By Sara Shipley, nutrition student, University of Central Oklahoma
February is National Heart Month. With heart disease as the leading cause of death in the US and the leading killer of women, an increased awareness of this disease is important. The American Heart Association encourages awareness through their GO RED campaign and promotes a heart healthy lifestyle, including physical activity and smart eating habits. In fact, this past Friday, February 3rd marked “National Wear Red Day”, which promotes awareness and advocacy for the prevention of heart disease.
Although most Performance Nutrition readers are active, there are several important issues to consider when it comes to risk factors related to heart disease.
High cholesterol, high blood pressure, obesity and tobacco use are all factors that can normally be controlled without medication(some exceptions apply to certain people). In general, minor adjustments to your eating habits can have significant benefits to lowering your risk for developing heart disease.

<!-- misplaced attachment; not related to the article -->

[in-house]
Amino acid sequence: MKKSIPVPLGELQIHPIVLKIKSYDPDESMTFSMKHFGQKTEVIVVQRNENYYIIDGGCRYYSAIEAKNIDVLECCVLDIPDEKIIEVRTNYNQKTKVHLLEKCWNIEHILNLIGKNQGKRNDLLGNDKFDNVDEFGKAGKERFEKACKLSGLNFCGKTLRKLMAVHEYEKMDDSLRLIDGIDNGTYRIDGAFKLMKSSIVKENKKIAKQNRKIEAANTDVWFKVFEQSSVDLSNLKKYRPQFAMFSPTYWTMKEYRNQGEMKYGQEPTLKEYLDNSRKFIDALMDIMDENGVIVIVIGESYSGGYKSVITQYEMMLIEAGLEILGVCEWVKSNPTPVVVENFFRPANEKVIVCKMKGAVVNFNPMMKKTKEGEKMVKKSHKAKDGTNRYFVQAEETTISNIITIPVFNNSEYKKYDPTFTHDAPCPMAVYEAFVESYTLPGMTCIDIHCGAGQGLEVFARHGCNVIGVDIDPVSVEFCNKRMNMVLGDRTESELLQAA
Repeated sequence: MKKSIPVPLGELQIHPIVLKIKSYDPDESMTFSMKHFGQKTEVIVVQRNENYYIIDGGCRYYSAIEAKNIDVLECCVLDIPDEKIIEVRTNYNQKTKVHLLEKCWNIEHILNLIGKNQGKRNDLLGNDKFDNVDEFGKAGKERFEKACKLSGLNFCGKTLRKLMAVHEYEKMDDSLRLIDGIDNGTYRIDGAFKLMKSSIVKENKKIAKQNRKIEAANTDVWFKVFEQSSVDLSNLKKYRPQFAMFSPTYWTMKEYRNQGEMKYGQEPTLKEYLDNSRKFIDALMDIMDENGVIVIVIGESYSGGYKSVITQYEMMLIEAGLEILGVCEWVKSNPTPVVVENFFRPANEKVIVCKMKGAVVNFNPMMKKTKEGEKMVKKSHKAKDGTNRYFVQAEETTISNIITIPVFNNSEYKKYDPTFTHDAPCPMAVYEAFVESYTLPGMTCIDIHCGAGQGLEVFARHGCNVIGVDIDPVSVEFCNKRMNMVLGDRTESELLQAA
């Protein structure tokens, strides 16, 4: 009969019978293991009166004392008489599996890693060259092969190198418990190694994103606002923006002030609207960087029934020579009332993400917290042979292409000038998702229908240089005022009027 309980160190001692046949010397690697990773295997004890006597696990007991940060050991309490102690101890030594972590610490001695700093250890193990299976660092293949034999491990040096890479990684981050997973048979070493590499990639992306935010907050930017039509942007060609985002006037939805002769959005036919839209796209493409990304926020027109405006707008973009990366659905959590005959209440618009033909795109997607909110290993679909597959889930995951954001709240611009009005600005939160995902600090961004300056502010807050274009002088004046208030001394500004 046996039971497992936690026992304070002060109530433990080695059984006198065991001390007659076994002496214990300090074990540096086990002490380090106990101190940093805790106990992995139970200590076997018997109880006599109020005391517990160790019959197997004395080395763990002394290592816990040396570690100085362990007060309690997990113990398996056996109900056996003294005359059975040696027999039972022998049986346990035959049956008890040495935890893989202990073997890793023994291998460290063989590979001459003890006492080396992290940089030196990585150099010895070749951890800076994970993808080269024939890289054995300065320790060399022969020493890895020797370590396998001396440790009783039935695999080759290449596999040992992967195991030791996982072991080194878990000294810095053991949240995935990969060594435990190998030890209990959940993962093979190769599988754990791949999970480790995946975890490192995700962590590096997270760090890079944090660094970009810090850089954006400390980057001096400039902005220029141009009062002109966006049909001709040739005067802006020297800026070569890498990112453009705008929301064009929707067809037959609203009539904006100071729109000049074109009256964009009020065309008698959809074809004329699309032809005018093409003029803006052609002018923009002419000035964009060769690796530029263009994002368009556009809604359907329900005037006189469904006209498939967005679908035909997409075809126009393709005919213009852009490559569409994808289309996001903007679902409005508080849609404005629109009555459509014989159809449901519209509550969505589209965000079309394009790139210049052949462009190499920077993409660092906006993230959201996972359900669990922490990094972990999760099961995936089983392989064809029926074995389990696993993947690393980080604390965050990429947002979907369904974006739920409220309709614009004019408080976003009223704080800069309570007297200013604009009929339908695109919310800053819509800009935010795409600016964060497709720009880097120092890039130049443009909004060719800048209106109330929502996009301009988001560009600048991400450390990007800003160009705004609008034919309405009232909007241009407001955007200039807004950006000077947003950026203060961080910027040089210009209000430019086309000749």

These adjustments include:
- Keep your blood pressure low by watching your sodium intake– high levels will increase BP.
- High cholesterol levels will increase your chances of developing atherosclerosis. When your arteries are hardened- your heart works harder to function, if it works at all. This directly leads to heart attacks.
- Lower your saturated and trans fat intake, as these types of fats have been determined to increase ‘bad’ cholesterol levels in your blood.
- Eat foods with more fiber– whole grains, fruits and vegetables. Increased dietary fiber is linked to decreased risk of high cholesterol levels, controlled blood sugar and weight loss. Obesity makes your heart work harder, and counters every benefit just listed above from fiber.
- Sugar control– natural, unprocessed sugar found in fruits and vegetables is great! However, baked goods and sodas should be moderately consumed and not a staple in your diet.
- Smoking is bad for you. Do I need to explain any further?
This message may be old news to you or maybe you forgot all the repercussions that a poor diet can have on your health. Regardless, take this short message to heart and remember that without a healthy, beating muscle in your chest- you will not be able to run, jump, swim, bike, shoot hoops or do anything. Heart health is essential, especially to athletes with added stress to our bodies.